Tuesday, October 31, 2006
So, Let Me Get This Straight
John Kerry wants to let us all know that if you don’t work hard and eat your Wheaties, you may well be stuck in with all the other mentally deficient men and women who serve in the military. And when that makes a person or two cranky, he wants us to know that his words are a big Republican plot and, well, damnit, he’s just not going to take it anymore.
Senator John Kerry issued the following statement in response to White House Press Secretary Tony Snow, assorted right wing nut-jobs, and right wing talk show hosts desperately distorting Kerry’s comments about President Bush to divert attention from their disastrous record:
“If anyone thinks a veteran would criticize the more than 140,000 heroes serving in Iraq and not the president who got us stuck there, they’re crazy. This is the classic G.O.P. playbook. I’m sick and tired of these despicable Republican attacks that always seem to come from those who never can be found to serve in war, but love to attack those who did.
You know, his self-righteous chest-beating and name calling would be funny if this guy weren’t the Democrat’s most recent choice to lead our country. The far-left Pelosi, the screaming Dean, and the PR disaster Kerry--the face of the modern party of the left.
Thanks for the entertainment, Mr. Kerry.
It actually reminds me of when I was dating Chris. Chris was pretty, smart, fun, and--well, she was lots of things. One thing she wasn’t, though, was particularly sensitive. One morning when we were lounging in bed, we started talking about my time in the military. She refused to believe that the military was made up of intelligent, well-adjusted people who had actively chosen a profession with little thanks, tiny paychecks, and the real potential for physical harm. Even when it came to me, she couldn’t imagine that I wanted to serve.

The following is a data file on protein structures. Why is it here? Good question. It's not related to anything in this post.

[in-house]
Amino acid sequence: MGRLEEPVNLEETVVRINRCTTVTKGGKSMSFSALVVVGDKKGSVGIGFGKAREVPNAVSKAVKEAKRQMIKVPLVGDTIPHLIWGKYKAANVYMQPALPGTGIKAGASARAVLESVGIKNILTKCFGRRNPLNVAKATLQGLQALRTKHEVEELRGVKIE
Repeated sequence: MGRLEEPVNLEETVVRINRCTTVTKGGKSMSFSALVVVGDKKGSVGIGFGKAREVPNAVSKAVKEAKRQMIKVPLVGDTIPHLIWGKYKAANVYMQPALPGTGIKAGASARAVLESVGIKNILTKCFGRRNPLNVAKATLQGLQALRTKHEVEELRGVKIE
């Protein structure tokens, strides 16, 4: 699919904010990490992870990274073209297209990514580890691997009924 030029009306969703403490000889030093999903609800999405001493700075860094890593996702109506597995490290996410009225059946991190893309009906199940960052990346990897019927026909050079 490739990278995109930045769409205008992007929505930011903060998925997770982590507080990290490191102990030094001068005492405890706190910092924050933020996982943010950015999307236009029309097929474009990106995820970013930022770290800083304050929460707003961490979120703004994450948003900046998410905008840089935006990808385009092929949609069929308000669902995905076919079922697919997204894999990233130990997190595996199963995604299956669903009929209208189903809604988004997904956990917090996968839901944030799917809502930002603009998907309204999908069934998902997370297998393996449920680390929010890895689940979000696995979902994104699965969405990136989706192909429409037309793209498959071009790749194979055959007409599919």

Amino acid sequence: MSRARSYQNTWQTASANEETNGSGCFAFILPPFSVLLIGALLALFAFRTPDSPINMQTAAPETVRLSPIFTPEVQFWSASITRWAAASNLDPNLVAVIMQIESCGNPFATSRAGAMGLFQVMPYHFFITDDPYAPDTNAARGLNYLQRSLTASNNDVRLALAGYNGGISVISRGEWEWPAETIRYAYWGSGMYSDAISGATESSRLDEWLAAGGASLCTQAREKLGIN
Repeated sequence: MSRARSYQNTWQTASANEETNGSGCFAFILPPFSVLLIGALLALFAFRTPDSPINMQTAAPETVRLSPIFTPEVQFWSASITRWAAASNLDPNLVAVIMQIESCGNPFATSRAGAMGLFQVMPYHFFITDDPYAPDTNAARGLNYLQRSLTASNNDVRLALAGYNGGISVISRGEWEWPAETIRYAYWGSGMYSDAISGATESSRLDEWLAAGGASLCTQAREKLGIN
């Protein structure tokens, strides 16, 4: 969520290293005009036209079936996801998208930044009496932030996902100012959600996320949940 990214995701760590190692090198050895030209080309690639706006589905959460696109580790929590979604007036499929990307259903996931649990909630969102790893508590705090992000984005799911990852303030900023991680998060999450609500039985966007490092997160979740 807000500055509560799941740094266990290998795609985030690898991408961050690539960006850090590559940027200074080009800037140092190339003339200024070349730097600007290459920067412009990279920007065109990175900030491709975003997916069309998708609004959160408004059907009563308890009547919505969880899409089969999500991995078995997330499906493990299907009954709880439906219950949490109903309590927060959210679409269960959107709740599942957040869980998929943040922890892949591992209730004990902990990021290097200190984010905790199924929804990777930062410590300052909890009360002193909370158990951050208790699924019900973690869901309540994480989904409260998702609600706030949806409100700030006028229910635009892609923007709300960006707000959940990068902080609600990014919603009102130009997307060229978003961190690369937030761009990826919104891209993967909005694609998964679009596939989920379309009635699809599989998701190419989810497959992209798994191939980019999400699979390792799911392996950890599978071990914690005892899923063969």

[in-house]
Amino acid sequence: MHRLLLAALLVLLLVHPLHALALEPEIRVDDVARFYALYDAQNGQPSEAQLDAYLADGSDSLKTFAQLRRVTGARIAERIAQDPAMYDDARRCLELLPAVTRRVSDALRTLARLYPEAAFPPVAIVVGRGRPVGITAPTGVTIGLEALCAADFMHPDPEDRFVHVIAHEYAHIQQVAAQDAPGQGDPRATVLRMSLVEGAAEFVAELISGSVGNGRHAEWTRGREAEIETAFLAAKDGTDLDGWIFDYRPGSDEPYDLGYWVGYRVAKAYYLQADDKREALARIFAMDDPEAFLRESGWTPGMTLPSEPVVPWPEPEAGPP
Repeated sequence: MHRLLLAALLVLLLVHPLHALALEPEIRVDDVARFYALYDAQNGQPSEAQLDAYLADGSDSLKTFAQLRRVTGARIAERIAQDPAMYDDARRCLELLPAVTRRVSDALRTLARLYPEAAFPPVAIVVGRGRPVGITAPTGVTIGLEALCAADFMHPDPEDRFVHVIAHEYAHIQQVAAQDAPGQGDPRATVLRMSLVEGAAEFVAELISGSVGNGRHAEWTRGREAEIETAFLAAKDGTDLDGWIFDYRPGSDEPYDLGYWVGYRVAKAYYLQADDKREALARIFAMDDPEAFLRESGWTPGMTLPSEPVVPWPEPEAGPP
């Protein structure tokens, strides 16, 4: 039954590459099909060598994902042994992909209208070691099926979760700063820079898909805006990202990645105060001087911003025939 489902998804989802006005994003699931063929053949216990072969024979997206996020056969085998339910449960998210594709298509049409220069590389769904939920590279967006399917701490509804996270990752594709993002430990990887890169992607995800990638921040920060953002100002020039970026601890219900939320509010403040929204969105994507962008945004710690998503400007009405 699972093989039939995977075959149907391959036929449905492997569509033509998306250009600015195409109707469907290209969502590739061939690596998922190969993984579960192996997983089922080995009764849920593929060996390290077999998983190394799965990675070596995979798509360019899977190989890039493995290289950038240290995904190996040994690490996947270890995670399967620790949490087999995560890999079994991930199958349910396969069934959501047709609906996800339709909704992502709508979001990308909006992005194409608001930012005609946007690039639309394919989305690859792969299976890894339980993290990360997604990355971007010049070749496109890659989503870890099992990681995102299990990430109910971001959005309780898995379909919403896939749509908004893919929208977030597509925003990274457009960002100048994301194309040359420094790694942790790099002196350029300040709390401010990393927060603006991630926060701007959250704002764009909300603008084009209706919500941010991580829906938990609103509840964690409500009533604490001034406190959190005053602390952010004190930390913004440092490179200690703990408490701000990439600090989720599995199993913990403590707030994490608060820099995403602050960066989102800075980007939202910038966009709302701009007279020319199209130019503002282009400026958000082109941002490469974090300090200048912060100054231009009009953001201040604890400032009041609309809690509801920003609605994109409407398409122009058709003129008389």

Which, that’s a tough concept for some people to gather in their heads. Chris persisted in believing that I had gone into the military because I had lacked direction and good counsel from my parents and peers. The truth is that I lost direction once I left the military--that I knew who I wanted to be in military terms, but I had to actively try to figure out what my life would be outside the bounds of the service in which I believed so deeply. She never understood why what she said had bothered me.
Some people join for college benefits. Some join because they do need to find direction. Some join because the believe in a particular cause (witness those who joined post-9/11 who may never have considered a military career otherwise). And some join because they believe that it is better to serve something greater than themselves--something that will live on long after they do and something that has the chance to make the world a little safer.
I met intelligent, accomplished, and “together” people in the Army. These weren’t, in the main, people with no place to go; these were people who knew precisely where they wanted to be.